A true leader must invest the time to get to know his or her people. After all, your people are the only asset you have. People operate your business from the physical assets (e.g., machinery, plant, equipment) to the intangibles (e.g., customer service, relationships, etc.). This especially applies when we think about those leaders and companies that provide a service, like myself. If people don’t trust me, believe in my services or allow me to help, then my service won’t be any good.
Investing time and energy into your staff is one of the best investments you can make. This process can be as formal as an interview or as informal as a well-timed chat around the water cooler. One case study that I participated in, celebrated a new manager who decided the best way to bring his company to a higher level and lead them to excellence was to interview every employee. He would ask them questions about their work, their lives, and their goals for both. By balancing the questions in both the personal and professional side of their lives, this new manager gained the respect and the trust of his employees. He created a new way to empower them to feel a part of reaching the company’s objectives, because their individual objectives were what helped create the company’s goals. They felt that their relationship with the manager had grown beyond the domain of the nine-to-five job description and that their opinion really mattered. This certainly does not imply becoming personal friends with employees is the way to achieve your goals, but you likely should know enough about them that conversations start easily.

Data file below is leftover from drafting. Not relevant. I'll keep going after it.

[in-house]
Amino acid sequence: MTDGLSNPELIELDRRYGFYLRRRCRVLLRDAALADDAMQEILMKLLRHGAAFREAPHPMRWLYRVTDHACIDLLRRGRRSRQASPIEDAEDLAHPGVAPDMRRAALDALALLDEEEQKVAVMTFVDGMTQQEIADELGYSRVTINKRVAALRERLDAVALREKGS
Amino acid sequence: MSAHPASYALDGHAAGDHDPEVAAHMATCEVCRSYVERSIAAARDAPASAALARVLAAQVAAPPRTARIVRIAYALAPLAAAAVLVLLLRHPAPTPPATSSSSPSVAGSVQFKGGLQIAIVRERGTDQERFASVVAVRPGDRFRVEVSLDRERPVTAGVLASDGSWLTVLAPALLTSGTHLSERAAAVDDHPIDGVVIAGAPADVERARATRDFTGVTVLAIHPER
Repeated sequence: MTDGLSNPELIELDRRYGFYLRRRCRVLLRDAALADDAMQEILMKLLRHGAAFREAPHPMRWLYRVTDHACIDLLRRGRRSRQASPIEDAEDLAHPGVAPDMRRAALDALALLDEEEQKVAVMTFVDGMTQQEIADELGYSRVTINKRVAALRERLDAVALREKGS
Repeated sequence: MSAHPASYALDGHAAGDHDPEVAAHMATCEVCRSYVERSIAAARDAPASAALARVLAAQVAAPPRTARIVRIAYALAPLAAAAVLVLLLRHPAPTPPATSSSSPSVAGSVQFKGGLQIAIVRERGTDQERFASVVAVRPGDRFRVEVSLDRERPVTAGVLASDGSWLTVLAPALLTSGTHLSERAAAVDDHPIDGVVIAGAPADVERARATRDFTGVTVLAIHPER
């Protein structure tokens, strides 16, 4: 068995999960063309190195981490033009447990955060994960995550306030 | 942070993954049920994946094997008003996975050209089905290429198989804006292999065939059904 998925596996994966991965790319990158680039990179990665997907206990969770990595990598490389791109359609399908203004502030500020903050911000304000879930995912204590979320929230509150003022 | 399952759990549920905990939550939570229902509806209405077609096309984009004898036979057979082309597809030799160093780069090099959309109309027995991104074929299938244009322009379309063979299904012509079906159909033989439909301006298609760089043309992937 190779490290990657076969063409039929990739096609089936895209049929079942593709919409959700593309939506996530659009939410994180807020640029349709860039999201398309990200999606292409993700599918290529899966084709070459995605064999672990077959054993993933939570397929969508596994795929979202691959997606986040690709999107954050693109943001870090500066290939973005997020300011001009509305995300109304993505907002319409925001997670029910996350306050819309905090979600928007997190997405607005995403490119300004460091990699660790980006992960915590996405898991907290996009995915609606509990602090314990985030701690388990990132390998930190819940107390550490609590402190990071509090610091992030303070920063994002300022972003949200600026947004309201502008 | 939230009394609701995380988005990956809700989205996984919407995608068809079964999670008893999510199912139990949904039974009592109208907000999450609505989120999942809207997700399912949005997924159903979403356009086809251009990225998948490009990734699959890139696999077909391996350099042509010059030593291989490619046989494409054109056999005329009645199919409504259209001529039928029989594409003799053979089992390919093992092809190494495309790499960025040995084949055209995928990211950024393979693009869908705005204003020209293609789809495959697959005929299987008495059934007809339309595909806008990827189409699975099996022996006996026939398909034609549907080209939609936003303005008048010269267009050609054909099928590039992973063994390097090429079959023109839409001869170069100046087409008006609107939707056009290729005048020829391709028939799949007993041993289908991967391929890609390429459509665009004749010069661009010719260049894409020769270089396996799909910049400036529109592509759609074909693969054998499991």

It is this component of valuing and soliciting information in a meaningful way that allows a leader to not only get a realistic picture of the organization, but also earn employee trust and empower the team to feel like they are making a difference.